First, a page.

“THE ODEON” Shows the Type of Plays That Has Appeal to Every Audience HARRY PRATTE
AUTHORIZED FORD SALES SERVICE
LINCOLN FORDSON m V M1VIHiAl CAR
Phone 299 120 East Buckeye
“You say Miss Ellis is desperate for a man?”
“Yes, she had twin beds put in her room, so that she’d have twice as many to look under.”
The constant drip of water Wears away the hardest stone. The constant gnaws of Towser Masticates the toughest bone. The constant wooing lover Carries off the blushing maid. And the constant advertiser Is the one that gets the trade.
F. Mertz: “Why did the foreman fire you yesterday?”
Moston Wood: “Well, a foreman is one who stands around and watches his gang work.”
Forest: “I know, but what’s that got to do with you?”
Moston: “Why, he got jealous of me.”
“I’m never going to get married.”
“Because you have to have sixteen wives. It says so in the marriage ceremony: four better, four worse, four richer, four poorer—and four times four are sixteen.”
HUBER FURNITURE COMPANY
° North Main Street
HARDIN COUNTY’S LARGEST FURNITURE STOREBest Wishes for the Class of 1928 CRATES SON
128 South Main Street
Red Earl: “My razor doesn’t cut at all.”
Dwight Baughman: “Why, Red, you don’t mean to tell me that your beard is
tougher than the oil cloth I cut this morning?”
W. E. Crouse: “Are you positive that the defendant was drunk?”
“No doubt,” growled officer Ralph Kennedy.
Crouse: “Why are you so certain about it?”
Kennedy: “Well, I saw him put a penny in the patrol box on Fourth street and
then he looked up at the clock on the Presbyterian church and roared, “Gosh! I’ve lost fourteen pounds weight.”
Betty Klingler: “Don’t you love driving on a beautiful night like this?”
Perg: “Yeah—but I thought I’d wait until we got further out in the country.”
Him: “I-I-I 1-1-love y-y-you!”
Her: “Say it again!”
Him: “M-my gosh! I-I said it t-three times t-the first t-time!”
“Sambo, where yo’ all gwine in such a rage?”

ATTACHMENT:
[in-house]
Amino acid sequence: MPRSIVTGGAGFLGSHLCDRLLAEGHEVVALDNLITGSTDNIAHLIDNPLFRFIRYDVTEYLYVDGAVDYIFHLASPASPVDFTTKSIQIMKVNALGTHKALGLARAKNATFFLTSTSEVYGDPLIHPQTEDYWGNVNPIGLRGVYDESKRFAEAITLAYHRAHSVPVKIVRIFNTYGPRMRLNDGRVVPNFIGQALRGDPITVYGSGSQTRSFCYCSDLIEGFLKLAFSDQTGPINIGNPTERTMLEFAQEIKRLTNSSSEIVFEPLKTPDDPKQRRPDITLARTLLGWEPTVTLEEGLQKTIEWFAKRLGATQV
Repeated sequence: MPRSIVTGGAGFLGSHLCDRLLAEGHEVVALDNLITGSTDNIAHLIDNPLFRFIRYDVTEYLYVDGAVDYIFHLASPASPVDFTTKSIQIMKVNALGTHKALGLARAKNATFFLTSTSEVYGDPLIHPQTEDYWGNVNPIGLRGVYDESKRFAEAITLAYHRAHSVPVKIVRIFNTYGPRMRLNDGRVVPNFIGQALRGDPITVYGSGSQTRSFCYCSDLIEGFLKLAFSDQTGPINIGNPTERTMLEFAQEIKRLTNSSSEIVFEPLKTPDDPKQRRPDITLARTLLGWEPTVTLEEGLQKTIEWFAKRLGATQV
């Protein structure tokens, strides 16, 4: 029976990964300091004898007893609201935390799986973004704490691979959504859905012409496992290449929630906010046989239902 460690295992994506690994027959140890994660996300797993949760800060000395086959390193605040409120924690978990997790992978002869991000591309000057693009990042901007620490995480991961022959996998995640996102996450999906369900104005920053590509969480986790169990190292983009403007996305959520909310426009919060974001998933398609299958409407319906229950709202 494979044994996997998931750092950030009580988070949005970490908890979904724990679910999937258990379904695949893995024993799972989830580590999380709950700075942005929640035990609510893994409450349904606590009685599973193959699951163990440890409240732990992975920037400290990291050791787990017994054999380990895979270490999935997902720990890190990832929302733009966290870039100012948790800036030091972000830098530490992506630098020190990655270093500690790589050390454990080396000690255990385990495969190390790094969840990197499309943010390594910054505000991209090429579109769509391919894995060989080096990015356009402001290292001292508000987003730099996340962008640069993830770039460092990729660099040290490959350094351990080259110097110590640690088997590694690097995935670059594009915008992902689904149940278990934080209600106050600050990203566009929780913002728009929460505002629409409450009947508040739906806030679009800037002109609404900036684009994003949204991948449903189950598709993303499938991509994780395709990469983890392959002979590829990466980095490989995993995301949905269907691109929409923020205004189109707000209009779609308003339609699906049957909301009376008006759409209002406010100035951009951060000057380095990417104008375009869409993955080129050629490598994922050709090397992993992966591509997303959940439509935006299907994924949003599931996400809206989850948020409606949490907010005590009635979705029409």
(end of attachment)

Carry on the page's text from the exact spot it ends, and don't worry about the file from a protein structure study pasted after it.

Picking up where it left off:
“Ah’s gwine to git dat doctah what sewed up mah operation with white thread.”
“Jimmie,” said his mother, “I wish you would run across the street and see how old Mrs. Smith is this morning!”
“Yes’m,” replied Jimmie, and a few minutes later he returned and reported: “Mrs. Smith says it’s none of your business how old she is.”
This is how experts tell—if their legs have seams, they’re stockings.
J. Hesser: “Do you file your fingernails?”
Dot Povenmire: “No, I just throw them away after I cut them off.”
G. S. LONG
PEOPLES’ CASH QUALITY GROCERY Phone 37 HOME DRESSED MEATS North Main StreetPit if ton7;. c bey s
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The Ctn end it 9 Contents -!?. L. C. POVENMIRE
STAPLE AND FANCY GROCERIES
Neckwear SUCCESS TO THE CLASS OF 1928 J. G. DEMING Made-to-Measure Suits a Specialty Hats
Teacher: “What is the “Order of the Bath?”
Paul Kiblinger: “Pa first, then Ma, then us kids, and then the hired girl.”
Manager of Accident Insurance Co.: “So you are positive that her accident was faked?”
George Allen: “Sure. She said her heel caught in the hem of her dress.”
The codfish lays a million eggs and the helpful hen lays one. The codfish never cackles to tell us what she’s done. And we scorn the codfish and the helpful hen we prize, because it indicates to you and me it pays to advertise.
Rowena Smila:—“Didn’t I see you in Oklahoma last year?”
Harry Greenawalt:—“No, I have never been there.”
Rowena:—“I haven’t either, it must have been two other people.”